HOWLAND, Maine — A wrecking ball attached to a large truck tire by a thick chain was hammering the thick concrete north wall of the old Howland tannery building as George Willett’s dog Shadow jumped around in his lap on Thursday.
“I am just watching my mill leave me,” Willett said quietly as he sat in his pickup truck. “I worked there for quite a few years. Lots of memories here.”
The 80-year-old recalled his mother, Jennie, working there in the 1940s. Back then it was the home of Advanced Bag & Paper Co., and hundreds of others worked with her, he said.
But Willett wasn’t all that sentimental about the place.
“I am glad to see it go. It was an eyesore,” he said. “We ought to have some work around here.”
Demolition and salvage workers from J.E. Butler LLC of Holden began demolishing the building on Tuesday for about $259,000. They should have the massive building completely razed and the site cleared in two and a half to three months, company manager Joel Butler said.
“The fact that the building was pretty well deteriorated makes it come apart better,” Butler said.
The tannery site is actually three buildings. As of Thursday afternoon, the front building was about a third gone from its north corner southward. Butler also had taken down a smaller building in the southern corner of the town-owned property.
The workers used two large cranes equipped with claws to pull down large sections of the building, depositing most of the remains in large trucks or Dumpsters for disposal or recycling. The concrete claw was enough to pull down the thick roof beams and roofing, but crane operators also used it to swing the chunky wrecking ball. The cranes’ Caterpillar tracks moved easily enough over the masses of brick, concrete and wood, but the work, Butler said, is constantly hazardous.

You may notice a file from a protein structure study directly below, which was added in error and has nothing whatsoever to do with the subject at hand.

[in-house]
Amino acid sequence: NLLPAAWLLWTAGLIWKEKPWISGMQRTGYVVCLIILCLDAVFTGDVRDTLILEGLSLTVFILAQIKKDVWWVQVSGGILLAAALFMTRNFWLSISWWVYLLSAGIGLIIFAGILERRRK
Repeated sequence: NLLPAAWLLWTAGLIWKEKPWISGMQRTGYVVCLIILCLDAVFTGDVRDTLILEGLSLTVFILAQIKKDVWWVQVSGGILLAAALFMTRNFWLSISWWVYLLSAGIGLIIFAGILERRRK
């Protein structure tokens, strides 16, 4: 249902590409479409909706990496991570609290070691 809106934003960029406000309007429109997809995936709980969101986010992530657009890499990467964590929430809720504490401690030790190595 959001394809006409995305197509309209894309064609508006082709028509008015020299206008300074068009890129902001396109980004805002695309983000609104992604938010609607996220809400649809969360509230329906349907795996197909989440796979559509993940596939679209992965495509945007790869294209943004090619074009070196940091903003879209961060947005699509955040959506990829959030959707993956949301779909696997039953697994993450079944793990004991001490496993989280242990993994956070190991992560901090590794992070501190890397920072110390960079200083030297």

“You got to watch out for falling objects,” he said. “In this business it’s very dangerous, because you are taking down structures that are 50 feet high and you can only reach 30. So when you have something that you are pulling on, you could have projectiles headed toward you at any minute.”
Town leaders have been working for several years to get rid of the building, which Willett said closed as a tannery in 1972. For decades the tannery has been a blighted hulk at the center of town, symbolic of the town’s economic doldrums. It eventually will make way for a fish bypass on the nearby Penobscot River and town leaders hope to redevelop the site as a commercial or manufacturing jobs producer.
“I think everyone in the town is very happy to see this coming down,” Butler said. “I have been on other projects where the people from the historical society were unhappy about a certain building coming down, but here I think everyone is looking forward to having this gone. The selectmen from the town stop by almost daily and they are very happy about it, and we have seen quite an audience watching out back.”
“None of them have been booing,” he added.
Adele Martin felt the building’s history most keenly. Among the dozen or so spectators gathered Thursday in a nearby lot, the 75-year-old, who notes proudly that she has lived in the same Howland house all her life, said she couldn’t get over how different Howland was when the building was first built.
“The people who put that up probably worked in horse and buggy,” Martin said.
Willett said the building was primarily home to three businesses over the last 100 years or so: first Advanced Bag, then Atlas Plywood. It was converted to a tannery in 1957, he said.
Martin blamed town leaders of decades past for not maintaining the building properly when the town first took ownership of it, but Willett said the structure wasn’t fit to be much more than a tannery. Its ceilings were too low, he said, and it was rotten with chemicals. Town-hired workers hauled truckloads of contaminated soil from in and around the building a few years ago.
Now, Willett said, he wants to see what’s next for the site.
“Let’s see some jobs come back,” he said.